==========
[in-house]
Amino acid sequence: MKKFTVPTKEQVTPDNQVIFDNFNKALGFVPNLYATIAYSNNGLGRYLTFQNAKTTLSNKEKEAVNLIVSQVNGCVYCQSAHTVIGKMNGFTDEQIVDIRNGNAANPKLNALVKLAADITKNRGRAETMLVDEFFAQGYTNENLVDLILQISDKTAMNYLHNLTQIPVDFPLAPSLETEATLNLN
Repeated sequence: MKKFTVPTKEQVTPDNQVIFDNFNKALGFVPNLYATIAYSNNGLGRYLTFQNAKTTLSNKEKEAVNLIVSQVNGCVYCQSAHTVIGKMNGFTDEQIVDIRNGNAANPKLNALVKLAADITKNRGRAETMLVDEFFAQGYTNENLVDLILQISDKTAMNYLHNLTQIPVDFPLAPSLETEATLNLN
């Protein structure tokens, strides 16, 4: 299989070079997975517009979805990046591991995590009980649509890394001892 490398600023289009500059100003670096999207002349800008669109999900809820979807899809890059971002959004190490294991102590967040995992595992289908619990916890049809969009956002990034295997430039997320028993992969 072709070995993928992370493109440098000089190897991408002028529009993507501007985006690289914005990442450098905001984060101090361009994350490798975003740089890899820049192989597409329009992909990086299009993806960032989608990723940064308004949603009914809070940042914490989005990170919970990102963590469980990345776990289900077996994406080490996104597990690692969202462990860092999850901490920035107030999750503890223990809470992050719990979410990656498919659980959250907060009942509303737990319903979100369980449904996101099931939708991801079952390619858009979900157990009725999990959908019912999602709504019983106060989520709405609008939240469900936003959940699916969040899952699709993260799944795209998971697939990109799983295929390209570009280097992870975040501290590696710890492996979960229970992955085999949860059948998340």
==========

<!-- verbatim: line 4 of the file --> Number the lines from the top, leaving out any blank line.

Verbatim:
């Protein structure tokens, strides 16, 4: 299989070079997975517009979805990046591991995590009980649509890394001892 490398600023289009500059100003670096999207002349800008669109999900809820979807899809890059971002959004190490294991102590967040995992595992289908619990916890049809969009956002990034295997430039997320028993992969 072709070995993928992370493109440098000089190897991408002028529009993507501007985006690289914005990442450098905001984060101090361009994350490798975003740089890899820049192989597409329009992909990086299009993806960032989608990723940064308004949603009914809070940042914490989005990170919970990102963590469980990345776990289900077996994406080490996104597990690692969202462990860092999850901490920035107030999750503890223990809470992050719990979410990656498919659980959250907060009942509303737990319903979100369980449904996101099931939708991801079952390619858009979900157990009725999990959908019912999602709504019983106060989520709405609008939240469900936003959940699916969040899952699709993260799944795209998971697939990109799983295929390209570009280097992870975040501290590696710890492996979960229970992955085999949860059948998340």